The court, however, restricted the use of evidence of events that happened many years before the crime for it tends to have little probative value. In Phillips, the court refused to admit evidence of a stormy marriage eight years before the crime charged occurred. In Butler, the court excluded evidence of events that had transpired three years before the offence charged.

Therefore, on the basis of the above discussion, the defence could contest that Long's previous convictions do not pass the admissibility test under section 102 because they occurred many years ago, having happened 12 and 3 years ago; and they do not offer any important probative value as to the reason why Long killed the victim. Also, these convictions are spent misdemeanours that have little correlation to why the defendant committed a crime as serious as murder. Therefore, by citing those records, the prosecution is only attempting to sneak evidence of propensity, which is improper under section 101(1)(c). Therefore, the court should apply its exclusionary powers to rule this evidence inadmissible under section 78.

Evidence to Correct a False Impression

If the prosecution seeks to introduce Long's to correct a false impression the defendant has given, the defence should apply for the court to exclude the evidence under the exclusionary rule of PACE 1984 under section 78, which states:

In any proceedings the court may refuse to allow evidence on which the prosecution proposes to rely to be given if it appears to the court that, having regard to all the circumstances, including the circumstances in which the evidence was obtained, the admission of the evidence would have such an adverse effect on the fairness of the proceedings that the court ought not to admit it.

Given this provision, the defence could argue that the prosecution case is overly weak, and the prosecution seeks to adduce the accused prior convictions to prove his guilt or credibility to patch over the gaps in its case. The defence could argue citing the evidence involving two misdemeanours convictions, which are not only far apart but also spent, to support a murder charge will occasion unfairness to the defendant. Consequently, in admitting the evidence, the court would be prejudicial towards Long.

There has been a debate that the wording of the exclusion rule for evidence of bad character under section 101(3) purely mirror section 78, so much so that, parliament must have expressly intended to limit its use to gateways (d) and (g) only. However, Lord Woolf LCJ in R v Hilton corrected contend that section 78 gives defendants further protection and it intends to comply article 6 of the EHCR, and it is; therefore, a matter of best practice for judges to avoid non-compliance.

Exclusion Under Sections 101(3) and 103(3)

Attack on Another Person's Character

In case the prosecution adduces Long's previous convictions under section 101(1)(g) - that the defendant had attacked the character of other parties, the defence could contest that allowing the "evidence would have such an adverse effect on the fairness of the proceedings that the court ought not to admit it." Primarily, since the crimes happened many years ago, it is prejudicial to use them to label the accused capable of committing murder.

Important Matter in Issue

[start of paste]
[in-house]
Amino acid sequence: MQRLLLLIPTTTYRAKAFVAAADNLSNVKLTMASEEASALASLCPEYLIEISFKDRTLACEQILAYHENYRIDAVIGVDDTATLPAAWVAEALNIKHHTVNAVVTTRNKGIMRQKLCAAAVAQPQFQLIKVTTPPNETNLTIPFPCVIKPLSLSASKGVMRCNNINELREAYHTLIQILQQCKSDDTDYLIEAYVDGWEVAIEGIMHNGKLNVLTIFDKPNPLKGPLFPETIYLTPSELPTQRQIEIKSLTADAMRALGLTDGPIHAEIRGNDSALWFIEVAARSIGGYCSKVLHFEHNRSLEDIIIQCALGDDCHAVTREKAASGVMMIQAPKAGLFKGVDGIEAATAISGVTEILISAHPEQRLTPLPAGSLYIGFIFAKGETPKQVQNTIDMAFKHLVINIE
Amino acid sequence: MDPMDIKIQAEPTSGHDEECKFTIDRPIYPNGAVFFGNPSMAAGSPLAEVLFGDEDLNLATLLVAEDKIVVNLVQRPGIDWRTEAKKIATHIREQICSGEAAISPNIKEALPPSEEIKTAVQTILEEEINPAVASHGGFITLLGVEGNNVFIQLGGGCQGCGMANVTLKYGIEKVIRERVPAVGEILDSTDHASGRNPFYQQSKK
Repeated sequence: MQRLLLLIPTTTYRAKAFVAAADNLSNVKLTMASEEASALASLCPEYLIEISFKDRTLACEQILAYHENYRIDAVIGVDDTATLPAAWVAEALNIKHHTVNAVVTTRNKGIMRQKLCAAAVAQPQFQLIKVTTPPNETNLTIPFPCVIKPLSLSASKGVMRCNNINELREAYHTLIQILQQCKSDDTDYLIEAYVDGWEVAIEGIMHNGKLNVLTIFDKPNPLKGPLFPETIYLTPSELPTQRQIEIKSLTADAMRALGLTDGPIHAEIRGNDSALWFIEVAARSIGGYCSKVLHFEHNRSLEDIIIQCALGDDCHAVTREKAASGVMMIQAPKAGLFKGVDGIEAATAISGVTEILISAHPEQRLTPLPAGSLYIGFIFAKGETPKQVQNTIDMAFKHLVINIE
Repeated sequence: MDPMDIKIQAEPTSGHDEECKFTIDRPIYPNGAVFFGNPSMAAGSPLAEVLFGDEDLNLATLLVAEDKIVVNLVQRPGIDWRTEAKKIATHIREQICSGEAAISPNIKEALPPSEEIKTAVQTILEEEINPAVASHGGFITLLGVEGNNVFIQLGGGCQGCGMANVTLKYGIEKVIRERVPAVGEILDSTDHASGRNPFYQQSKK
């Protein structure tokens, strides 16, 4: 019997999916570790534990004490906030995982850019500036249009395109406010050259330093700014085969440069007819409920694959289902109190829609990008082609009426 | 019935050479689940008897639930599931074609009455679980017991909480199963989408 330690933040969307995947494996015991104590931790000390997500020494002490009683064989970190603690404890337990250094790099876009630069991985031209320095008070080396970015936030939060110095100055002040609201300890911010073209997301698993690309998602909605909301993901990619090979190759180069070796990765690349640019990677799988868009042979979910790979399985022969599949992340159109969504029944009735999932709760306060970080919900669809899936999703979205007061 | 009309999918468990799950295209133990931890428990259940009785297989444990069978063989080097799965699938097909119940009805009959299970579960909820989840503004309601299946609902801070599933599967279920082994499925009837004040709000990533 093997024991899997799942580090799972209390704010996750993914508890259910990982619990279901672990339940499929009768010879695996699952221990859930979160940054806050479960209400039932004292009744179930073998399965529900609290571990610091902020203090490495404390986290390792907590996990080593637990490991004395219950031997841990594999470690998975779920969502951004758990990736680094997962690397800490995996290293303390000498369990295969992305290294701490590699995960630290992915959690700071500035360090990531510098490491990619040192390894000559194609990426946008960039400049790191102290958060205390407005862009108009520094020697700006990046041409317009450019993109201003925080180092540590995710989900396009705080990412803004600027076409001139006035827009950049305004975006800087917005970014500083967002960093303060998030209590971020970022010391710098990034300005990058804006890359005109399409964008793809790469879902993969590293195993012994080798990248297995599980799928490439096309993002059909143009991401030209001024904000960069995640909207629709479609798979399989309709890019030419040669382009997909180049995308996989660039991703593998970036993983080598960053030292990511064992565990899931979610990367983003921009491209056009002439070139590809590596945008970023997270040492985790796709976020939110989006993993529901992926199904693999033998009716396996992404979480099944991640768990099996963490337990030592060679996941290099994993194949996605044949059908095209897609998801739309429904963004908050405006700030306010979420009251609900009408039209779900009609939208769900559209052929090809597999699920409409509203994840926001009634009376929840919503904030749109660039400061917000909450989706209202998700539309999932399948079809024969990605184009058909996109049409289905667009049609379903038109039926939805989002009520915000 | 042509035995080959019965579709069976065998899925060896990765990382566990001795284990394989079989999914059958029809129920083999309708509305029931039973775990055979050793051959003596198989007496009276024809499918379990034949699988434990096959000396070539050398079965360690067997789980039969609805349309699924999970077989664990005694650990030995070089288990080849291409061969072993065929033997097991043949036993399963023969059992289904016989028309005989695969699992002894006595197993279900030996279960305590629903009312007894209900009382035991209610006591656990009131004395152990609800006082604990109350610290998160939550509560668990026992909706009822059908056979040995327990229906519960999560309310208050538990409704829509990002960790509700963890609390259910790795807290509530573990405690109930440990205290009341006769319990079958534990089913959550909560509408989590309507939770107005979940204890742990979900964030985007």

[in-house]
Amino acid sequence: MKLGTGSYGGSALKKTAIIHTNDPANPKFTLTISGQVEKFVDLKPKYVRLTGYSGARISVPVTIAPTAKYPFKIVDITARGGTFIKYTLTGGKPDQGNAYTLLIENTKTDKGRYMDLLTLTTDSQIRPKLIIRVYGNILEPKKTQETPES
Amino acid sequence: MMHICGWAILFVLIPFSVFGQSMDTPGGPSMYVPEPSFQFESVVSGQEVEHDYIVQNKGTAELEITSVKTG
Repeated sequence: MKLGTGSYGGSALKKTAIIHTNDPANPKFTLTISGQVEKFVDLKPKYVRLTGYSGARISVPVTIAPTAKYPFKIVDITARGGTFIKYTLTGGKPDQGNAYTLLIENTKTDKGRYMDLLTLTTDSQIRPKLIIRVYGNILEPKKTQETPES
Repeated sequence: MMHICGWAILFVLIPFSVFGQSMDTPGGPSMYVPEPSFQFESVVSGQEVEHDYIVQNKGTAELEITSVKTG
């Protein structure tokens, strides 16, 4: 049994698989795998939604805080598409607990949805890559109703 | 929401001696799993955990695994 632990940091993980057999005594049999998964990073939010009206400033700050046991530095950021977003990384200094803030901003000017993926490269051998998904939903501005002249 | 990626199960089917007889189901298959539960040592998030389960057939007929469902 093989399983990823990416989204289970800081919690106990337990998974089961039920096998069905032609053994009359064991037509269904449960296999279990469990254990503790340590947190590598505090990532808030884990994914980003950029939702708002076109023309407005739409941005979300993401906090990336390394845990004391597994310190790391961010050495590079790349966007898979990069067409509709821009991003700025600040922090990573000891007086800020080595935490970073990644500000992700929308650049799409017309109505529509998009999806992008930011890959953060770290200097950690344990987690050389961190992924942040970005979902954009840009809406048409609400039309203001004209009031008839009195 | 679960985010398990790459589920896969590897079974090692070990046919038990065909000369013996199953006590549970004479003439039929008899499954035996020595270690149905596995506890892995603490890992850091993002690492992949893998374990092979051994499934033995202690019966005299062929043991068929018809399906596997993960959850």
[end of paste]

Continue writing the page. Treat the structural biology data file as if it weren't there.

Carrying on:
Moreover, the prosecution may apply for the admission of accused prior convictions on the pretext that it is an essential matter in issue between it and the defendant. It could argue Long has a propensity to commit further offences of the kind charged. Given the admission of the prior convictions under this gateway need not meet the old "striking similarity" doctrine of common law, the prosecution may argue that the defendant had previously committed assault occasioning actual bodily harm has some resemblance to assault leading to grievous physical harm and eventual death. Also, it may argue the accused threat of violence to a Middletown fan indicates violence predisposition toward Middletown fans.

Regardless the abolition of the similar fact evidence, the defence can still contest the admission by arguing that admitting the evidence will result in such an adverse effect to the trial that the court should not acknowledge it. The reasons for this are that a long time has passed since the convictions, and there is a striking dissimilarity in the gravity between the respective prior offences and the current crime. In R v Hanson, the court succinctly expounded that:

When considering what is just under s.103(3), and the fairness of the proceedings under s.101(3), the judge may, among other factors, take into consideration the degree of similarity between the previous conviction and the offence charged, albeit they are both within the same description or prescribed category. For example, theft and assault occasioning actual bodily harm may each embrace a wide spectrum of conduct. This does not however mean that what used to be referred to as striking similarity must be shown before convictions become admissible. The judge may also take into consideration the respective gravity of the past and present offences. He or she must always consider the strength of the prosecution case. If there is no or very little other evidence against a defendant, it is unlikely to be just to admit his previous convictions, whatever they are.

In principle, if there is a substantial gap between the dates of commission of and conviction for the earlier offences, we would regard the date of commission as generally being of more significance than the date of conviction when assessing admissibility. Old convictions, with no special feature shared with the offence charged, are likely seriously to affect the fairness of proceedings adversely, unless, despite their age, it can properly be said that they show a continuing propensity.

Based on this statement, admitting the defendant's prior records, which concerns minor, spent, and old offences, to prove propensity...

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Criminal Justice Act 2003: Evidence of Bad Character - Essay Sample. (2023, Feb 07). Retrieved from